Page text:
THE meeting of world leaders in Manila had greatly affected passengers and operators of public transport at the Ninoy Aquino International Airport (NAIA).
A foreign passenger who arrived at Terminal 1 who had a connecting flight to NAIA 2 said he would pay P3,000 to anyone who would produce a car that would bring him to terminal 2.
Other passengers, mostly elders, had to walk from Terminal 1 to Terminal 2 because of the heavy traffic. Some hired motorcycles to drive them from one terminal to the other and had to pay P100 for each bag that they carried.
Shops and other businesses inside the terminals also reported dropping sales.
Even Philippine Airlines (PAL) has announced its losses because of the summit.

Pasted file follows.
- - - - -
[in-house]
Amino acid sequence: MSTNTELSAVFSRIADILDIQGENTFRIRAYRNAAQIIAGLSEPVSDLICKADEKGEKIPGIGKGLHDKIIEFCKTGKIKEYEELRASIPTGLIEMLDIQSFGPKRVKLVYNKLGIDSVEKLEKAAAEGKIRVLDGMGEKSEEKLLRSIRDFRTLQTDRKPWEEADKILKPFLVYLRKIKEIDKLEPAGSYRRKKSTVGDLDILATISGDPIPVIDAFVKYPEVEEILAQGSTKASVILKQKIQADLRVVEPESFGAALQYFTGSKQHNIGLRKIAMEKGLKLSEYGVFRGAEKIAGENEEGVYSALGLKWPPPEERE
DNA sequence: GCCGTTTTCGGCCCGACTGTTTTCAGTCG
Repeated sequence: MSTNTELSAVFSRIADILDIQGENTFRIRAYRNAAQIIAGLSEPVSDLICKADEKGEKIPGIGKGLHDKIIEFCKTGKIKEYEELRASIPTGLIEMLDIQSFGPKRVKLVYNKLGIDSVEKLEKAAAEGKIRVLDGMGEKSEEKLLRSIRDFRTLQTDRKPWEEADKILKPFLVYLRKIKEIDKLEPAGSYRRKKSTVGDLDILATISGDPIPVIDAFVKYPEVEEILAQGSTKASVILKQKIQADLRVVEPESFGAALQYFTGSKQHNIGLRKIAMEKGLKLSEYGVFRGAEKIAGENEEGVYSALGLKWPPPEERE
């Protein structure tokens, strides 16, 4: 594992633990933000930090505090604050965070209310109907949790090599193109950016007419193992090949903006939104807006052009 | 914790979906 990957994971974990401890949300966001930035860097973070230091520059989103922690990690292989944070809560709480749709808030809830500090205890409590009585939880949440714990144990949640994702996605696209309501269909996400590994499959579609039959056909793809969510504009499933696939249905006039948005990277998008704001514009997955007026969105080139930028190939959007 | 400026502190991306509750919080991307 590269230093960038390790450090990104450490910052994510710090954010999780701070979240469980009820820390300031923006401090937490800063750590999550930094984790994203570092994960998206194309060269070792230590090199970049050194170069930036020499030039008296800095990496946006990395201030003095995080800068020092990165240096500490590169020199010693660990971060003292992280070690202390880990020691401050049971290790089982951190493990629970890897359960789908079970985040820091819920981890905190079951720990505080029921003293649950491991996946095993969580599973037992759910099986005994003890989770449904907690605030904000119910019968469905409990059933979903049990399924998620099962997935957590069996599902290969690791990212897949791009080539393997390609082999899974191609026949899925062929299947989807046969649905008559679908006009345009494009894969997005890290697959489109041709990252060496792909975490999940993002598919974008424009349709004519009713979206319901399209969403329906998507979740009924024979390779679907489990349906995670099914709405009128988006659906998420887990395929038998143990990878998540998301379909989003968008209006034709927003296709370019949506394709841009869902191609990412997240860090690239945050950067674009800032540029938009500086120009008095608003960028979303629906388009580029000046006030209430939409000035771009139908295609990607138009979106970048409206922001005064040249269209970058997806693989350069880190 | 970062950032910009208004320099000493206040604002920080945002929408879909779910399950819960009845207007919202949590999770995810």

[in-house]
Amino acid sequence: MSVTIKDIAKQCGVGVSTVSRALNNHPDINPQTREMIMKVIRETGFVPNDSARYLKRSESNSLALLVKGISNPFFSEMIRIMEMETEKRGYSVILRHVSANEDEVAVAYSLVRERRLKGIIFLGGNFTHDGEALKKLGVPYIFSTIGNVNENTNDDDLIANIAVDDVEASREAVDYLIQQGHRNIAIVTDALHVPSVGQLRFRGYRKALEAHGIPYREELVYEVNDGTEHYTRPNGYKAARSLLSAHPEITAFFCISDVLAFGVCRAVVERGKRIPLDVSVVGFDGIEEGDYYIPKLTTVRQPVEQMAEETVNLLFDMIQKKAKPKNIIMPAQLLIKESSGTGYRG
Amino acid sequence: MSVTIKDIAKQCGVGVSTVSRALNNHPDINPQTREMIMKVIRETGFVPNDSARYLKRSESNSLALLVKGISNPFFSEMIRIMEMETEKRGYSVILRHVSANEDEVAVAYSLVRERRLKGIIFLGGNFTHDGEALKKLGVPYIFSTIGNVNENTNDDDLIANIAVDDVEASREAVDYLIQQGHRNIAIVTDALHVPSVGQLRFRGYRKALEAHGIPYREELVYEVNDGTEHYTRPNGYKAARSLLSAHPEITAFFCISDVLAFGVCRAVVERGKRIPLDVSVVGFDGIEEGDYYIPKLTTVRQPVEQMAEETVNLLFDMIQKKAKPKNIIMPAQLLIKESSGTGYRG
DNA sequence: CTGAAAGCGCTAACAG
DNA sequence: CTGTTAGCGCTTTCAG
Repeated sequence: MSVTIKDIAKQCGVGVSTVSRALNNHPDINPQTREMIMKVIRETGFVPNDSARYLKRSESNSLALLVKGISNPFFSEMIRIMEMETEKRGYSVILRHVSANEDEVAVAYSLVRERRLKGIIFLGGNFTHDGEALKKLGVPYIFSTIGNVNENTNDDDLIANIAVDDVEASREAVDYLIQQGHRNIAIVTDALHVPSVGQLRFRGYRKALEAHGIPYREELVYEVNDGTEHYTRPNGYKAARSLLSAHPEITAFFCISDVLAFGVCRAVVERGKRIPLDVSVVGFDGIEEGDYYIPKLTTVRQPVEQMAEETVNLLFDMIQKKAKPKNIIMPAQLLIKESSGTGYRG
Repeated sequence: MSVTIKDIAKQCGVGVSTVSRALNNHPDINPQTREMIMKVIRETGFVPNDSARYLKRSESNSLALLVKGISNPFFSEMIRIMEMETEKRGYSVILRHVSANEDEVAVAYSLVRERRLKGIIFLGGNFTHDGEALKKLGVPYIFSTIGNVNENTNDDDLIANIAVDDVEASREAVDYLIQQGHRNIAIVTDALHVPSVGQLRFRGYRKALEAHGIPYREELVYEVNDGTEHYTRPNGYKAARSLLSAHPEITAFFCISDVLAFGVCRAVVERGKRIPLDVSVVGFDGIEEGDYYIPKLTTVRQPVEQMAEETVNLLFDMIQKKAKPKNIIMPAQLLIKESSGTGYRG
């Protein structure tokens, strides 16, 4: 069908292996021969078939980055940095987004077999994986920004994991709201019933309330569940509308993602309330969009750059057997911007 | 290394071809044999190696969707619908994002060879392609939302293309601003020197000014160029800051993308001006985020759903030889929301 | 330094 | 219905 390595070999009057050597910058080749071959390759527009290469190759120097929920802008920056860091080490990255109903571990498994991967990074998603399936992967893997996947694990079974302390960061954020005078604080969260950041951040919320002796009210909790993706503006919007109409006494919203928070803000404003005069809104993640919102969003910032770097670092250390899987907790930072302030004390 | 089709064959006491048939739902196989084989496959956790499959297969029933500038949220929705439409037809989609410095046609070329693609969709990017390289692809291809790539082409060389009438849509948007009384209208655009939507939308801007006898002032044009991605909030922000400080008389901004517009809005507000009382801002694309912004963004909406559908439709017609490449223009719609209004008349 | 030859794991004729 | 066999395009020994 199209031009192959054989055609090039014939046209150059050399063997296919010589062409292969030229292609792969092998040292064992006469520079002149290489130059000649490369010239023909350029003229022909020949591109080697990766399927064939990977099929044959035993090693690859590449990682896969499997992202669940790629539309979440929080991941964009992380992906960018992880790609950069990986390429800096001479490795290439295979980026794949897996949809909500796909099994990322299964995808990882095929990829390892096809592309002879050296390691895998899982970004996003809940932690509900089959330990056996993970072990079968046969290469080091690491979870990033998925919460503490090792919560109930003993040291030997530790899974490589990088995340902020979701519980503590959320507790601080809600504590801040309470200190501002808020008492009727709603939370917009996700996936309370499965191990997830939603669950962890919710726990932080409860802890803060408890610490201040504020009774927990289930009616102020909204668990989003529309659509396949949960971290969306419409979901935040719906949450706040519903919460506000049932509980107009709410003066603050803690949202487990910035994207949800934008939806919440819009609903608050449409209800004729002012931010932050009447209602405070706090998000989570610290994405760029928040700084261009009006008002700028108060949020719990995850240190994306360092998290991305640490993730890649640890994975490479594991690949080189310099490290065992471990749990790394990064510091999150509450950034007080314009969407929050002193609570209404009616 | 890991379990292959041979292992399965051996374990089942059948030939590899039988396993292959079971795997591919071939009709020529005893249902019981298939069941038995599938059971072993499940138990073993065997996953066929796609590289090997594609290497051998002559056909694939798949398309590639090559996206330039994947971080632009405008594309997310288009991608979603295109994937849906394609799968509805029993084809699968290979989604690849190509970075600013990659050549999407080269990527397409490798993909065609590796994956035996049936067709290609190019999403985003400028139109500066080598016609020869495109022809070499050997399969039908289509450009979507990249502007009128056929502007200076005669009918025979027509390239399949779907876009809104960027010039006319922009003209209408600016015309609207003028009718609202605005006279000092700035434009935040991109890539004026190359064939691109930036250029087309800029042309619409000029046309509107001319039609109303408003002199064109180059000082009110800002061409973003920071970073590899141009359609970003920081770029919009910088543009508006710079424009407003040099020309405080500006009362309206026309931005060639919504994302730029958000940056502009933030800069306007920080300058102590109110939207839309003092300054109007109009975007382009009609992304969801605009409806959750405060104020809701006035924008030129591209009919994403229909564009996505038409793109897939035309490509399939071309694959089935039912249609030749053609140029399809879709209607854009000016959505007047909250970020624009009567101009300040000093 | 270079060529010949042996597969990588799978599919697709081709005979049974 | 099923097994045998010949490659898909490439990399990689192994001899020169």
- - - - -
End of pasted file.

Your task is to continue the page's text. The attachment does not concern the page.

“PAL’s foregone or lost revenue due to APEC cancellations is approximately 18.7 million US dollars. PAL’s gross revenue per day is an estimated $7.5 million. The airline operates an estimated 260 flights a day,” PAL spokesperson Cielo Villaluna said.
She added that close to 700 cancellations “represent more or less 2.5 days of operation.”
Cebu Pacific Air (CEB) meanwhile estimated that it lost P400 million from flight cancellations.